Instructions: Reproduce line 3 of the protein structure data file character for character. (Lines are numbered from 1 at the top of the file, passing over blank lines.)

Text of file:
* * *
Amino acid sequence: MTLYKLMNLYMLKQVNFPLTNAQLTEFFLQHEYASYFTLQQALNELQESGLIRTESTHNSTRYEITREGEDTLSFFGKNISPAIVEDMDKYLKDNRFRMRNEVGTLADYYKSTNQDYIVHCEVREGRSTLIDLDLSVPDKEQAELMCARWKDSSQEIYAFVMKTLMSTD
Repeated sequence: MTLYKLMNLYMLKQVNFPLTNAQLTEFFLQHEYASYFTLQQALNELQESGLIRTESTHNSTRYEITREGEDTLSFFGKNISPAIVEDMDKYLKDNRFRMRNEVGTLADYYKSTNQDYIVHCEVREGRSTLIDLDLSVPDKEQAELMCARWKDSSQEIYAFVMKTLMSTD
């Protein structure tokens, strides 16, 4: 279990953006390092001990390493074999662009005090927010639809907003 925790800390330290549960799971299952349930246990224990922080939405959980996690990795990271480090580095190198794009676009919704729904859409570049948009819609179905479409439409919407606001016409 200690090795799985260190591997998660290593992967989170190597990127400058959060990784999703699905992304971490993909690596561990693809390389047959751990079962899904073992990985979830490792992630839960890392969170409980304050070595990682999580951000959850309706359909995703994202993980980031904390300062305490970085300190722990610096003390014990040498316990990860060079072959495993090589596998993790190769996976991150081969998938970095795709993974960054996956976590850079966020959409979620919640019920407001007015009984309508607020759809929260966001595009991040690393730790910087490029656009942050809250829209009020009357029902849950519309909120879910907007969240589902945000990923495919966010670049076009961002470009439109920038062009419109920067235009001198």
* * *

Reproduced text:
């Protein structure tokens, strides 16, 4: 279990953006390092001990390493074999662009005090927010639809907003 925790800390330290549960799971299952349930246990224990922080939405959980996690990795990271480090580095190198794009676009919704729904859409570049948009819609179905479409439409919407606001016409 200690090795799985260190591997998660290593992967989170190597990127400058959060990784999703699905992304971490993909690596561990693809390389047959751990079962899904073992990985979830490792992630839960890392969170409980304050070595990682999580951000959850309706359909995703994202993980980031904390300062305490970085300190722990610096003390014990040498316990990860060079072959495993090589596998993790190769996976991150081969998938970095795709993974960054996956976590850079966020959409979620919640019920407001007015009984309508607020759809929260966001595009991040690393730790910087490029656009942050809250829209009020009357029902849950519309909120879910907007969240589902945000990923495919966010670049076009961002470009439109920038062009419109920067235009001198």